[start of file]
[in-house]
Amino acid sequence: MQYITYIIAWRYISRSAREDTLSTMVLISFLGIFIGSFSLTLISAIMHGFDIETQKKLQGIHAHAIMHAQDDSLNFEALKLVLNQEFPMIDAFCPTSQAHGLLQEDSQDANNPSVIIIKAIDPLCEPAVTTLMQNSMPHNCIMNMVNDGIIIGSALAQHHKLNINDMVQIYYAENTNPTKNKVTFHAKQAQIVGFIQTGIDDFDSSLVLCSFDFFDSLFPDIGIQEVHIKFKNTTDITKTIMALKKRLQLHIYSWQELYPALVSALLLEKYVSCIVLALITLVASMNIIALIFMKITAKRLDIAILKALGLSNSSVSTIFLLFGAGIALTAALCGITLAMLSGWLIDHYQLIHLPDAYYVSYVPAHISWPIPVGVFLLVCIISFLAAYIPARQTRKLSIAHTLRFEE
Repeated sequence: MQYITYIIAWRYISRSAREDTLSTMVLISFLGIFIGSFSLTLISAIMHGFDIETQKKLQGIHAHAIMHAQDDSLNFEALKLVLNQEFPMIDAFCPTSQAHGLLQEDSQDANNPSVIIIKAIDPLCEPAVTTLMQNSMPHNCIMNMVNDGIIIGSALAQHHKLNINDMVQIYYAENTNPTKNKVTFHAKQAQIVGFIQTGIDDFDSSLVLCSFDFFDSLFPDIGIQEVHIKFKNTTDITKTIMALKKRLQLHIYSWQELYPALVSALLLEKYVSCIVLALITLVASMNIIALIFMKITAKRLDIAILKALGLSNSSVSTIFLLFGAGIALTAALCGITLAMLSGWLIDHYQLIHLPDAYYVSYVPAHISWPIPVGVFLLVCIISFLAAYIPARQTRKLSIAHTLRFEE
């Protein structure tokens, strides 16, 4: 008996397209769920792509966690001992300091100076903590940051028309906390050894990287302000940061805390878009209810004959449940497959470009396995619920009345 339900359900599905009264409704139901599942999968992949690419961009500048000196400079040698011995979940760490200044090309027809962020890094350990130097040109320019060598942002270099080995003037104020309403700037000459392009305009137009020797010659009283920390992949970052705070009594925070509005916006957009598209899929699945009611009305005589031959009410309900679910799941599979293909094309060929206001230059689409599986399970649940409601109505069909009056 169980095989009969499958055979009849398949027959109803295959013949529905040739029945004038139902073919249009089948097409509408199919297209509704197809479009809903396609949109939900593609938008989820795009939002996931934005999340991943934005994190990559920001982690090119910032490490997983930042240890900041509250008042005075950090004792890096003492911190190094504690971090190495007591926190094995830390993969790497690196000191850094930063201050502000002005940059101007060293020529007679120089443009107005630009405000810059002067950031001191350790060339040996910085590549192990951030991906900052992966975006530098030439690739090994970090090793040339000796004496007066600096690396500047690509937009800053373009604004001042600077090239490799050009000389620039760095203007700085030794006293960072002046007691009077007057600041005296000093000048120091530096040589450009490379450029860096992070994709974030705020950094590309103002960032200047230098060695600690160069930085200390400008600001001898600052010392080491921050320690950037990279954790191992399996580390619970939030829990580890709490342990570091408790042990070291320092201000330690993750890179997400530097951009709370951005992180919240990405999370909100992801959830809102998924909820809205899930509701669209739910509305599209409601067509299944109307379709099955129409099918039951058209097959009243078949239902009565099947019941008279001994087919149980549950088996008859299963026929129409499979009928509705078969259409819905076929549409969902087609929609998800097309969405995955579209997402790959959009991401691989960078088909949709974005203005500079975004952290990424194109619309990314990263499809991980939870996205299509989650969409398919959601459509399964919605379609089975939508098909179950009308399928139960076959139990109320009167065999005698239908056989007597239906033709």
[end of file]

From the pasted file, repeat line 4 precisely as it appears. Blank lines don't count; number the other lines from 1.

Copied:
């Protein structure tokens, strides 16, 4: 008996397209769920792509966690001992300091100076903590940051028309906390050894990287302000940061805390878009209810004959449940497959470009396995619920009345 339900359900599905009264409704139901599942999968992949690419961009500048000196400079040698011995979940760490200044090309027809962020890094350990130097040109320019060598942002270099080995003037104020309403700037000459392009305009137009020797010659009283920390992949970052705070009594925070509005916006957009598209899929699945009611009305005589031959009410309900679910799941599979293909094309060929206001230059689409599986399970649940409601109505069909009056 169980095989009969499958055979009849398949027959109803295959013949529905040739029945004038139902073919249009089948097409509408199919297209509704197809479009809903396609949109939900593609938008989820795009939002996931934005999340991943934005994190990559920001982690090119910032490490997983930042240890900041509250008042005075950090004792890096003492911190190094504690971090190495007591926190094995830390993969790497690196000191850094930063201050502000002005940059101007060293020529007679120089443009107005630009405000810059002067950031001191350790060339040996910085590549192990951030991906900052992966975006530098030439690739090994970090090793040339000796004496007066600096690396500047690509937009800053373009604004001042600077090239490799050009000389620039760095203007700085030794006293960072002046007691009077007057600041005296000093000048120091530096040589450009490379450029860096992070994709974030705020950094590309103002960032200047230098060695600690160069930085200390400008600001001898600052010392080491921050320690950037990279954790191992399996580390619970939030829990580890709490342990570091408790042990070291320092201000330690993750890179997400530097951009709370951005992180919240990405999370909100992801959830809102998924909820809205899930509701669209739910509305599209409601067509299944109307379709099955129409099918039951058209097959009243078949239902009565099947019941008279001994087919149980549950088996008859299963026929129409499979009928509705078969259409819905076929549409969902087609929609998800097309969405995955579209997402790959959009991401691989960078088909949709974005203005500079975004952290990424194109619309990314990263499809991980939870996205299509989650969409398919959601459509399964919605379609089975939508098909179950009308399928139960076959139990109320009167065999005698239908056989007597239906033709």